All pleaded not guilty, but Flick was sentenced to seven years; two received lesser terms, and another trio was acquitted.
The Trial of I.G. Farben
The sixth trial, I.G. Farben, began on May 3, 1947, against the manufacturer of the pesticide Zyklon B that was used in the death camp gas chambers to kill Jews and others deemed racially unfit by Nazi Germany.
All of the accused had served as wartime Farben directors of the IGF overall conglomerate of German chemical firms. Farben also produced synthetic gasoline and rubber from coal, thus lengthening the time Germany could wage war after losing its foreign oil fields to the Red Army, as well as utilizing slave labor and also plundering on a massive scale.
Of the 24 men indicted, 13 were found guilty and sentenced to prison terms up to eight years, and 10 were acquitted; Flick’s chief attorney had his case dropped for medical reasons. Two were released after judgment for time already served.
The Hostages Trial
The seventh trial, Hostages, centered on top German Army commanders in Greece and Yugoslavia, and, to a lesser extent, Albania. The indictment was filed on May 10, 1947—two years after the war’s end.
It charged the accused with mass murder of hundreds of thousands of anti-fascist combat partisans and civilians, hostage taking, and reprisal executions; wanton plundering and destruction of villages, including in Occupied Norway; murder and ill treatment of POWs; naming combatants as partisans to disguise their murder; plus torture and deportation via rail shipment to concentration camps.
All the accused were indicted on all counts, and all pleaded not guilty. Of the 10 actually tried—one committed suicide pretrial, and Army Field Marshal Maximilian von Weichs was not tried due to poor health—two were acquitted, with the remaining eight being sentenced to prison terms of from seven years to life.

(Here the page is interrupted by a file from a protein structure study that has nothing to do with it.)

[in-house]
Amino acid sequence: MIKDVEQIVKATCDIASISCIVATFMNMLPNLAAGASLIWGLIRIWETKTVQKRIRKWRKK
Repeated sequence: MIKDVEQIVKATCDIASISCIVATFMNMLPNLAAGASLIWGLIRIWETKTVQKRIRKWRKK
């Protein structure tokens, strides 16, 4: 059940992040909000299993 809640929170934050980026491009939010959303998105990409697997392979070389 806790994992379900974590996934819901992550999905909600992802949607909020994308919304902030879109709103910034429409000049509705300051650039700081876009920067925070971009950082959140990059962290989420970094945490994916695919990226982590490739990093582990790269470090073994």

The Race and Settlement Trial
The eighth trial, RuSHA, charged 14 SS organizational defendants who had administered the infamous Nazi Race and Settlement Main Office, including leaders of the Commission for the Consolidation of German Nationhood, the Repatriation Office for Ethnic Germans, and the Lebensborn Society. The indictment, presented on July 7, 1947, charged the kidnapping of children as possible Aryans; forcing abortions on women pregnant with non-Aryan or “defective” children; the plundering and deportation of populations from occupied countries to Germany; the subsequent re-population of ethnic Germans to those lands; imprisoning those having interracial sex; and the overall persecution of Jews.
The four Lebensborn defendants were found not guilty on two counts of the indictment, and the Society as a whole was deemed not responsible for kidnappings carried out by others.
Defendant Ulrich Greifelt, condemned to 20 years at Landsberg Prison in Bavaria—where Hitler himself had been jailed by a German court during 1923-24—died there on February 6, 1949, while RuSHA head Richard Hildebrandt was sent to trial in Poland, and was hanged on March 10, 1952.
A trio of defendants was released in 1951, while two sentences that same year were reduced to 15 years, and one to 10. Another convict was released in 1954.
The Death-Squad Trial